Crystal Structure and Site-directed Mutational Analysis Reveals Key Residues Involved in Escherichia coli ZapA Function.Roach, E.J., Kimber, M.S., Khursigara, C.M.
(2014) J.Biol.Chem. 289: 23276-23286
- PubMed: 25002581
- DOI: 10.1074/jbc.M114.561928
- PubMed Abstract:
FtsZ is an essential cell division protein in Escherichia coli, and its localization, filamentation, and bundling at the mid-cell are required for Z-ring stability. Once assembled, the Z-ring recruits a series of proteins that comprise the bacterial ...
FtsZ is an essential cell division protein in Escherichia coli, and its localization, filamentation, and bundling at the mid-cell are required for Z-ring stability. Once assembled, the Z-ring recruits a series of proteins that comprise the bacterial divisome. Zaps (FtsZ-associated proteins) stabilize the Z-ring by increasing lateral interactions between individual filaments, bundling FtsZ to provide a scaffold for divisome assembly. The x-ray crystallographic structure of E. coli ZapA was determined, identifying key structural differences from the existing ZapA structure from Pseudomonas aeruginosa, including a charged α-helix on the globular domains of the ZapA tetramer. Key helix residues in E. coli ZapA were modified using site-directed mutagenesis. These ZapA variants significantly decreased FtsZ bundling in protein sedimentation assays when compared with WT ZapA proteins. Electron micrographs of ZapA-bundled FtsZ filaments showed the modified ZapA variants altered the number of FtsZ filaments per bundle. These in vitro results were corroborated in vivo by expressing the ZapA variants in an E. coli ΔzapA strain. In vivo, ZapA variants that altered FtsZ bundling showed an elongated phenotype, indicating improper cell division. Our findings highlight the importance of key ZapA residues that influence the extent of FtsZ bundling and that ultimately affect Z-ring formation in dividing cells.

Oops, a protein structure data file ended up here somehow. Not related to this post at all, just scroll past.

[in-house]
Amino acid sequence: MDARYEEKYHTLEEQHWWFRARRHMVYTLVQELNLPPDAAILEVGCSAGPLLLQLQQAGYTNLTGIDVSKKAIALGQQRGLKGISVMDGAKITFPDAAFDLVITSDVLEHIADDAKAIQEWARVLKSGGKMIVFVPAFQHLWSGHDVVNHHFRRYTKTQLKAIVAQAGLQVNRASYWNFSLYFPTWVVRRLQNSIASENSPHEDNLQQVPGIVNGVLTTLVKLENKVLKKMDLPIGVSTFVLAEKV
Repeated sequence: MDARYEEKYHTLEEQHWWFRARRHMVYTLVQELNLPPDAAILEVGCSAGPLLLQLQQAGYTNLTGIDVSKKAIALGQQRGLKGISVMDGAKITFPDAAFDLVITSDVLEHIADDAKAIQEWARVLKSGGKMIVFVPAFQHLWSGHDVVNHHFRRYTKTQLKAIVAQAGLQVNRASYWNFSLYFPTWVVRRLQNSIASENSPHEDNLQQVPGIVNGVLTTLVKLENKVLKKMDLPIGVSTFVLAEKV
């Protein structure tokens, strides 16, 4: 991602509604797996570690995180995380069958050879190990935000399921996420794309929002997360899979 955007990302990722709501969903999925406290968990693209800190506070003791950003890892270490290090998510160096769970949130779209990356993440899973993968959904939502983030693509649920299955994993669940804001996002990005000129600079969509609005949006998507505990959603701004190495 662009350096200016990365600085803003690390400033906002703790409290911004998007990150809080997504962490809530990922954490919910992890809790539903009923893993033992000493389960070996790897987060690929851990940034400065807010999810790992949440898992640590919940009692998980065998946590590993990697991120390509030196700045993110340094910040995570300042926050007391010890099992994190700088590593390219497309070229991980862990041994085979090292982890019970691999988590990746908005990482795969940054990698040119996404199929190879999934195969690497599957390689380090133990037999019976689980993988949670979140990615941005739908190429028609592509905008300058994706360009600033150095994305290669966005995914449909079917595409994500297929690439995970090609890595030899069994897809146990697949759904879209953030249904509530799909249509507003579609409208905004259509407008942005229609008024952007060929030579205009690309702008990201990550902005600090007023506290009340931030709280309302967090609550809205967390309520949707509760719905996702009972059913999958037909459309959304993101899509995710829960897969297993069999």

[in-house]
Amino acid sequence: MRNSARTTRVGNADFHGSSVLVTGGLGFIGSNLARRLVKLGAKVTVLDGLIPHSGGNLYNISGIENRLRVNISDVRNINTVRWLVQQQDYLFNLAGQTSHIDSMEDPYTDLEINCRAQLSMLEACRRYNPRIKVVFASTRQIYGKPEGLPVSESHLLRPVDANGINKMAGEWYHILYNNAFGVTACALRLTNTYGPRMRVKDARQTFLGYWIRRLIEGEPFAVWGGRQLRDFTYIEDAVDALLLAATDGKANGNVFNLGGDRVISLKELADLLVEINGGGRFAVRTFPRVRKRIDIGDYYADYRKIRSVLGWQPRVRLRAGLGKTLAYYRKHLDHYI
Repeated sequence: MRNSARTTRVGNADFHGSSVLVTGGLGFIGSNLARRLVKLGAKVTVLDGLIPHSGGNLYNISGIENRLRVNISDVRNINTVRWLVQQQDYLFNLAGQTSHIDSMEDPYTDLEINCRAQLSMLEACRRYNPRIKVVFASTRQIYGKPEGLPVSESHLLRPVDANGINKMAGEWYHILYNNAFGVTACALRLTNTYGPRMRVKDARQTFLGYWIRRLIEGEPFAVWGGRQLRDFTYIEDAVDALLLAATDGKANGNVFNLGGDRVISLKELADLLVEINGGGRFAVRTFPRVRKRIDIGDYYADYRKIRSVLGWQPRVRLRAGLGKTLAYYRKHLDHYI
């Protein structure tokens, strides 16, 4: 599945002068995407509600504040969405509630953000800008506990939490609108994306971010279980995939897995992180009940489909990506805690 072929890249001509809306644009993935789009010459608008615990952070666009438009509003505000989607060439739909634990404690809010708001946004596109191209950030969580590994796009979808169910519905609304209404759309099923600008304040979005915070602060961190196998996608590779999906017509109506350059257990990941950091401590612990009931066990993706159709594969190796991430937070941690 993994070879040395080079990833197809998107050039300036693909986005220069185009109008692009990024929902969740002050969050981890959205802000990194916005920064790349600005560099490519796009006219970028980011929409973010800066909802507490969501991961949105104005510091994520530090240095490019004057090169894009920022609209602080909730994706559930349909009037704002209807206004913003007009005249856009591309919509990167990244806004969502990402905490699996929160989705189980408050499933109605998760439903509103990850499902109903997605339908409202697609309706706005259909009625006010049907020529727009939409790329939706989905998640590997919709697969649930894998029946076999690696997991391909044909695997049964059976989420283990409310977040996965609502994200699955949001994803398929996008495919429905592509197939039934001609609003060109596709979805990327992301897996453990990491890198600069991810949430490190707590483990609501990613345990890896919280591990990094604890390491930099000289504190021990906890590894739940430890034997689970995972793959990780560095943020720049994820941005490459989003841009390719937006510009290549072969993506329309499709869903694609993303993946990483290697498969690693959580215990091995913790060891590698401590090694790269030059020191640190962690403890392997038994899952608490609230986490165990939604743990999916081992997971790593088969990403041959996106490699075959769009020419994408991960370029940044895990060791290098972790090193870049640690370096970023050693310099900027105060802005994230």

From the Department of Molecular and Cellular Biology, University of Guelph, Guelph, Ontario N1G 2W1, Canada.